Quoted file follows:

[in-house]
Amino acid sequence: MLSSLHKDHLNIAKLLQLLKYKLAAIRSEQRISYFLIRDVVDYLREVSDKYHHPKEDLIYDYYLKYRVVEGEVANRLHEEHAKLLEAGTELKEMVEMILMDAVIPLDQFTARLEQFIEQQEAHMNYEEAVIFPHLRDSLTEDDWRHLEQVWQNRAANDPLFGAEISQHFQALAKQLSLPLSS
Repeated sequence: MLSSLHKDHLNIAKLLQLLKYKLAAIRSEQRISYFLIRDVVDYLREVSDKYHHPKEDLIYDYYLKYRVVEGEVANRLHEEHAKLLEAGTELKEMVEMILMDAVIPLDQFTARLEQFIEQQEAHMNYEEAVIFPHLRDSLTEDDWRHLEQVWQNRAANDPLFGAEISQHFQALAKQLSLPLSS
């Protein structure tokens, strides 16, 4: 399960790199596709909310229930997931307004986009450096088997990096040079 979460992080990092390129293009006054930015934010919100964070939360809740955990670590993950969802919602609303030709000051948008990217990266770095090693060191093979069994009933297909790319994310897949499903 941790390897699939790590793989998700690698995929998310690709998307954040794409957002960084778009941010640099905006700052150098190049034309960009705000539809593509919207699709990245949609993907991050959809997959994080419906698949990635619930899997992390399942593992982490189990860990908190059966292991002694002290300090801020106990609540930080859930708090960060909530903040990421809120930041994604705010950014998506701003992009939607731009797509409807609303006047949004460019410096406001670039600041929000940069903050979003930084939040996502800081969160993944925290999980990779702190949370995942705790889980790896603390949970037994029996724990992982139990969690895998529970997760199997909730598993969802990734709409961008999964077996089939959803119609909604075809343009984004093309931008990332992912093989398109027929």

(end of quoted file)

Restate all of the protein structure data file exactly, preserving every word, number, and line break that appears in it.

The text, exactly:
[in-house]
Amino acid sequence: MLSSLHKDHLNIAKLLQLLKYKLAAIRSEQRISYFLIRDVVDYLREVSDKYHHPKEDLIYDYYLKYRVVEGEVANRLHEEHAKLLEAGTELKEMVEMILMDAVIPLDQFTARLEQFIEQQEAHMNYEEAVIFPHLRDSLTEDDWRHLEQVWQNRAANDPLFGAEISQHFQALAKQLSLPLSS
Repeated sequence: MLSSLHKDHLNIAKLLQLLKYKLAAIRSEQRISYFLIRDVVDYLREVSDKYHHPKEDLIYDYYLKYRVVEGEVANRLHEEHAKLLEAGTELKEMVEMILMDAVIPLDQFTARLEQFIEQQEAHMNYEEAVIFPHLRDSLTEDDWRHLEQVWQNRAANDPLFGAEISQHFQALAKQLSLPLSS
């Protein structure tokens, strides 16, 4: 399960790199596709909310229930997931307004986009450096088997990096040079 979460992080990092390129293009006054930015934010919100964070939360809740955990670590993950969802919602609303030709000051948008990217990266770095090693060191093979069994009933297909790319994310897949499903 941790390897699939790590793989998700690698995929998310690709998307954040794409957002960084778009941010640099905006700052150098190049034309960009705000539809593509919207699709990245949609993907991050959809997959994080419906698949990635619930899997992390399942593992982490189990860990908190059966292991002694002290300090801020106990609540930080859930708090960060909530903040990421809120930041994604705010950014998506701003992009939607731009797509409807609303006047949004460019410096406001670039600041929000940069903050979003930084939040996502800081969160993944925290999980990779702190949370995942705790889980790896603390949970037994029996724990992982139990969690895998529970997760199997909730598993969802990734709409961008999964077996089939959803119609909604075809343009984004093309931008990332992912093989398109027929």